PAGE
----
THE winners of the inaugural Independence Awards of 2020, run by the Scottish Independence Foundation (SIF) and The National, were announced live on The National’s Facebook page last night.

The Individual Independence Campaigner of the Year is Lesley Riddoch and the Independence Group Award went to Believe in Scotland (BiS), founded by Gordon MacIntyre-Kemp.

Riddoch will receive an award of £1500 which she is giving to the Edinburgh Yes Hub. The cash comes personally from SIF board members rather than from general donations to SIF. Similarly, Believe in Scotland will receive an award of £1000.

Journalist, broadcaster, filmmaker and The National columnist Riddoch has been a long-term activist for independence, and for her, 2020 was an outstanding year of campaigning despite the coronavirus pandemic.

READ MORE: Believe in Scotland scoops group prize at Independence Awards

After receiving the award, Riddoch said: “I’m surprised and absolutely delighted by this incredible honour. Some folk may hanker after a gong or some formal recognition by the British state. That’s never been an aspiration for me.

“The only thing that can ever matter in life is recognition by your ain folk – honest, simple and heartfelt. So this first Indy Award is the greatest reward and compliment a gal could ever hope for.

“Looking back over a strangely busy year, I realise collaborating is the name of the game for me. Not having one ‘proper’ workplace since the indyref, I’ve been lucky enough to find many, working with other like-minded folk to channel the hope and determination I find everywhere at grassroots level and to showcase the incredible talent that exists in the little fingers of every musician, writer and artist in this great cultural charabanc of a country.

“A massive thanks to SIF and The National for deciding recognition shouldn’t be the sole preserve of the establishment.”

Riddoch went on: “I’ll be giving the £1500 prize to the Edinburgh Yes Hub, led by the redoubtable Mike Blackshaw. Despite underlying health conditions, Mike was the stalwart who helped me organise the January 31 protest against Brexit, put together two brilliant gigs at the Queen’s Hall with indy-supporting musicians and was a key part of the recent online #wedidntvoteforthis campaign.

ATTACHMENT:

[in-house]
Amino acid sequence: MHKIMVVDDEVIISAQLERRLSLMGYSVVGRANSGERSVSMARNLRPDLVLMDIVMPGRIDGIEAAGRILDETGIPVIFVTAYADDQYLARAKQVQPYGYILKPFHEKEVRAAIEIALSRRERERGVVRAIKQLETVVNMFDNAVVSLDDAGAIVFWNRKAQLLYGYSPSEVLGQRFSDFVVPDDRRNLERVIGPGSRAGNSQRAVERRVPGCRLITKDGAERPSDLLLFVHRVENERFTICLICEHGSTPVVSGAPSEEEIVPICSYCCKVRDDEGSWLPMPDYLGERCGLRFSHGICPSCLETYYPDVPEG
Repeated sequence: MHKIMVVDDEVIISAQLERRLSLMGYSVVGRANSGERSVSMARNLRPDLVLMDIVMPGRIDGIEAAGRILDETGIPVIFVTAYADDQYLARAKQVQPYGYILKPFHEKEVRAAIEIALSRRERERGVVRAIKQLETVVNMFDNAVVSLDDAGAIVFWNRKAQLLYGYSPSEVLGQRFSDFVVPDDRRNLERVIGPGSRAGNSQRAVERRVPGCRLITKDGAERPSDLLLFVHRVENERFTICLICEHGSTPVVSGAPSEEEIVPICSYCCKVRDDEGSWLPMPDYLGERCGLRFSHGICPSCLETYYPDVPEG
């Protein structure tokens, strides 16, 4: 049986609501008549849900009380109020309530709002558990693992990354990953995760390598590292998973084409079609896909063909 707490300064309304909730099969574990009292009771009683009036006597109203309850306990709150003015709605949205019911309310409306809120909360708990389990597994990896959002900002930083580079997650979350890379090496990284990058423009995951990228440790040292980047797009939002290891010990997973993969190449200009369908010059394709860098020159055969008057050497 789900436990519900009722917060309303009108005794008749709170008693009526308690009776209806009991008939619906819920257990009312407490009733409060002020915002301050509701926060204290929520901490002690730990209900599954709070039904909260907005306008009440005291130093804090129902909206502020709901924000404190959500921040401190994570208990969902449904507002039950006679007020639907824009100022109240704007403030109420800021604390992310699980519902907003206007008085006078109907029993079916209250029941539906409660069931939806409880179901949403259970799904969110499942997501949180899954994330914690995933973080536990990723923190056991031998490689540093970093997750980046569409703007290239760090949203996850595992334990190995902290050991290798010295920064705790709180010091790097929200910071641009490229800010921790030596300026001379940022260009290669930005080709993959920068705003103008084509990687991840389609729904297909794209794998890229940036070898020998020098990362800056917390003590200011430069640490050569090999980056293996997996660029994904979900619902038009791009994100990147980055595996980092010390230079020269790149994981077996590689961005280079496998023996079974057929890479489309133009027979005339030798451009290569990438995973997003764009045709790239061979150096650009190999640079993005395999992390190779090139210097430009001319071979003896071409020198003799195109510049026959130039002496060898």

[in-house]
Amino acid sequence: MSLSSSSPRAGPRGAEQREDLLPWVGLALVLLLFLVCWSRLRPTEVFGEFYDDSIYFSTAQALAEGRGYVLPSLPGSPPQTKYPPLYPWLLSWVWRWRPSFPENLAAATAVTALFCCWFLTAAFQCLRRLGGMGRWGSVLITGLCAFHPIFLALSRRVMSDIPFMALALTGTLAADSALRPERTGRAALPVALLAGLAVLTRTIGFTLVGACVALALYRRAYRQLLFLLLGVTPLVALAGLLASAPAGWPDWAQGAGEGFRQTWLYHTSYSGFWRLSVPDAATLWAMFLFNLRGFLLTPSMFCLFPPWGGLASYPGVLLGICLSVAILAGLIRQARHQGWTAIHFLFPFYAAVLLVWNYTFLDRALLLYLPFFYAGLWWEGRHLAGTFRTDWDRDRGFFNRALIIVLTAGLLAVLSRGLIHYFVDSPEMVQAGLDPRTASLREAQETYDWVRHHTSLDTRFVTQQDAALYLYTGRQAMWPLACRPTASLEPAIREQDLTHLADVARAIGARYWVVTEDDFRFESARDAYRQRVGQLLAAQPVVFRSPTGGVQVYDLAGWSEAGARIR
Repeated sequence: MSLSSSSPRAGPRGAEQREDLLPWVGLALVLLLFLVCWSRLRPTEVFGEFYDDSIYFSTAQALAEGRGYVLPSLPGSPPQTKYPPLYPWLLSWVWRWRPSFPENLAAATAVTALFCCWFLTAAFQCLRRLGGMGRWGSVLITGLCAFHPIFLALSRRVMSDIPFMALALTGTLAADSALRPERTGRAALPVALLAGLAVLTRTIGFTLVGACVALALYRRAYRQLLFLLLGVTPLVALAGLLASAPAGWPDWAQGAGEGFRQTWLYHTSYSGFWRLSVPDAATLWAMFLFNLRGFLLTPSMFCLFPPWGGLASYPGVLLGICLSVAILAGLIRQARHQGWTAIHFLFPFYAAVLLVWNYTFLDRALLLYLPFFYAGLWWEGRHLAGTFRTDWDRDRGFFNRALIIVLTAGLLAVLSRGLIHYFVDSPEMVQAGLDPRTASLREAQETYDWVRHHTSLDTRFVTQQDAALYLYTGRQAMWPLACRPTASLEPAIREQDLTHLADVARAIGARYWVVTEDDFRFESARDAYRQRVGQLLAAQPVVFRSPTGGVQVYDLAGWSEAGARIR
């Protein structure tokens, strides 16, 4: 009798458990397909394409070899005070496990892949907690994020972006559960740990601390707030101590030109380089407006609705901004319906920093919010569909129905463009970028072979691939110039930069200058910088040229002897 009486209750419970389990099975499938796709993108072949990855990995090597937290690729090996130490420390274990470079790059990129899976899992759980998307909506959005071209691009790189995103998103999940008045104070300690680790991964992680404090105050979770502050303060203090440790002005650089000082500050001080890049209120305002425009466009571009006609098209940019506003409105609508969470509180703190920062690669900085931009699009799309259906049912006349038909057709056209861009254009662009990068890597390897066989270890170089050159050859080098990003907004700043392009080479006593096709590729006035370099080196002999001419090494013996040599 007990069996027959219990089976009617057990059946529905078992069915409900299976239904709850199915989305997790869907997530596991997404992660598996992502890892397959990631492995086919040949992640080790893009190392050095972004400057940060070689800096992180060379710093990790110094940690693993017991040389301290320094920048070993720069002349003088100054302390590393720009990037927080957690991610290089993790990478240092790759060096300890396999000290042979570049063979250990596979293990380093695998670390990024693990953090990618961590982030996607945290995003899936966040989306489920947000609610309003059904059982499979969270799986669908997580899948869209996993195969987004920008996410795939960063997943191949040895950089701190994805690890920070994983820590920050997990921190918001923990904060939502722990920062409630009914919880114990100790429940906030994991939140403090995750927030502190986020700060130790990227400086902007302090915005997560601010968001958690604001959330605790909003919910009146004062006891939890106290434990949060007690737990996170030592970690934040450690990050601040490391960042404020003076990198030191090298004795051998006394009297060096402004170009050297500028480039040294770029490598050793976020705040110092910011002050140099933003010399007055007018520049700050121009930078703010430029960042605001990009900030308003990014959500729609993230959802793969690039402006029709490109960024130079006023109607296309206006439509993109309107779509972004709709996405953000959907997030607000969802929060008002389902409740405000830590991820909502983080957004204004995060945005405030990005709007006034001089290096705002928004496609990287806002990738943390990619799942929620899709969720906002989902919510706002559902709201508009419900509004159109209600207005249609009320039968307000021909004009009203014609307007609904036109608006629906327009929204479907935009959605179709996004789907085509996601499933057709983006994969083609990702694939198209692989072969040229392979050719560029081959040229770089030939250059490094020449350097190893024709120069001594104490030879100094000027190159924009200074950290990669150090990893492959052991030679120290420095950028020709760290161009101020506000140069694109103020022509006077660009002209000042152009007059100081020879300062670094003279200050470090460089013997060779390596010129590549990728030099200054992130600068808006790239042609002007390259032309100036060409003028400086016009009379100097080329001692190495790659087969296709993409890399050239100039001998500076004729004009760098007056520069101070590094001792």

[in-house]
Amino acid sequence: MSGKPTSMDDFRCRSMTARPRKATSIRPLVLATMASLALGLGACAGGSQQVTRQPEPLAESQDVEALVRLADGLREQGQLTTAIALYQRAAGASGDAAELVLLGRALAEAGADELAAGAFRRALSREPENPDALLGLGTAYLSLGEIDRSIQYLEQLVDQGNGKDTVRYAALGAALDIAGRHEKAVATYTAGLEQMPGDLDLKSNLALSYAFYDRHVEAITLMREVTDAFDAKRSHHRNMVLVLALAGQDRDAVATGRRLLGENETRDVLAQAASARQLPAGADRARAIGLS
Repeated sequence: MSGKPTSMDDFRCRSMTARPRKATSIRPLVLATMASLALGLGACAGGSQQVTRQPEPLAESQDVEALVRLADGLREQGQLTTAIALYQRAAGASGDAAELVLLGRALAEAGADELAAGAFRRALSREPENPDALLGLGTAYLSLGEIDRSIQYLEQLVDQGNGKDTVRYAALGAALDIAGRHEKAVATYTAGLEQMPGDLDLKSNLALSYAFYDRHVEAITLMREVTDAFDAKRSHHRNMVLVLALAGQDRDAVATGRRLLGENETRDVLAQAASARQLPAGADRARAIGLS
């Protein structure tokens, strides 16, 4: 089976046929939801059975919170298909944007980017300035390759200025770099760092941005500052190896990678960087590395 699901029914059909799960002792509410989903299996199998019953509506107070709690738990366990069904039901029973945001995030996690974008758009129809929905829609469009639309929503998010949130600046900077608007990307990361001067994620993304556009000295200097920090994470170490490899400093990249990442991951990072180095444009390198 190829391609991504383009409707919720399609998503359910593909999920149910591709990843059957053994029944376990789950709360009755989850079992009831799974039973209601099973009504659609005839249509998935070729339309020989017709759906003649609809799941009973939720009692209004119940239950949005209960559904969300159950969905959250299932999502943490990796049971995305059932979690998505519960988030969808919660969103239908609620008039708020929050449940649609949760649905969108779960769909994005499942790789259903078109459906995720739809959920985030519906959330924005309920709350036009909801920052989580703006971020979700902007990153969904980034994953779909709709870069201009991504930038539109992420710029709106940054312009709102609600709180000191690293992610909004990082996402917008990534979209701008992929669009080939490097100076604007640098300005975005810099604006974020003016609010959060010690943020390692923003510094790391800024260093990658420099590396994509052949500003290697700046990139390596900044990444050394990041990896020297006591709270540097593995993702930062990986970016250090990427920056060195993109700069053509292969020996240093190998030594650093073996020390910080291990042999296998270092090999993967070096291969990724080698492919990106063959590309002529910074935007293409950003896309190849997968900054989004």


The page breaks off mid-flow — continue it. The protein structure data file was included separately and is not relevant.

“Mike had Covid during lockdown and worries constantly about rent and electricity bills at the Hub – because income has collapsed since he can’t pack paying audience members into speaker events like sardines.

“So this cash will give the Hub a much needed breathing space at the start of a big year for every group but especially the capital’s sole Yes shop/office/meeting place/hub. Like everyone I’m keen to get campaigning on the streets in 2021. But if the pandemic forces us to bide our time, I hope we’ll be getting organised to find a champion for indy on every street and in every village in Scotland.”

READ MORE: All the runners-up from the Scottish Independence Awards

Riddoch’s year began with a protest she helped organise outside Holyrood on Brexit Day, January 31, along with Blackshaw and 3000 protesters. The well-timed event succeeded in getting national and international television coverage. Riddoch said: “It was clear the SNP were not going to organise any kind of focus for a moment that’s proved pivotal in the slow growth of support for independence.

“So I found myself suggesting a DIY demo at a speaking event in the Yes Hub a month beforehand and even though other folk had greater expertise, we tried to seize the moment. A vital ‘get off your bum and do it’ approach which will soon be taken on full time by the new Yes National membership organisation.”

In February, Riddoch travelled to Estonia to make a film about the independent nation of just 30 years, funded by Chris Weir and the Scottish Independence Foundation.

A return filming trip was cancelled because of impending Covid lockdown so, realising it would also cancel the 700th anniversary celebrations of the Declaration of Arbroath, Riddoch and indy-supporting filmmaker Charlie Stuart switched efforts to make an online film about Scotland’s famous founding document.

The score was created by Oscar-nominated composer Patrick Doyle, who heard about the project on Riddoch’s regular weekly podcast with Yesser and Dundee United supporter Pat Joyce. Working remotely, Riddoch, Weir and Doyle managed to get the film put together and online by the anniversary on April 6, just two weeks after filming began.

Meanwhile, the Estonia film has been finished with new filming by Tallinn-based Scot, Yesser and filmmaker Joe Dunnigan and will be released online in January.

In October, Riddoch was awarded a Fletcher of Saltoun Award by the Saltire Society for her contribution to public life in Scotland.

She was also part of a group, including Edinburgh Yes Hub, All Under One Banner and Yes for EU, which put videos online within minutes of the Christmas Eve Brexit deal announcement. They featured dozens of Scots with self-made posters explaining why #wedidntvoteforthis – a hashtag that trended across the UK for two days.

One of those who nominated Riddoch said: “Everyone knows Lesley as she has spoken to every Yes group more than once, she is on every Zoom, and forms little groups of protest and discussion.”

Another said: “Lesley has a keen sense of what a socially just Scotland could be and to which more Scottish people are turning towards, while at the same time feeding the narrative that we have to economically move ahead of the rest of the UK by harnessing our natural resources once we have the means to take control of them.”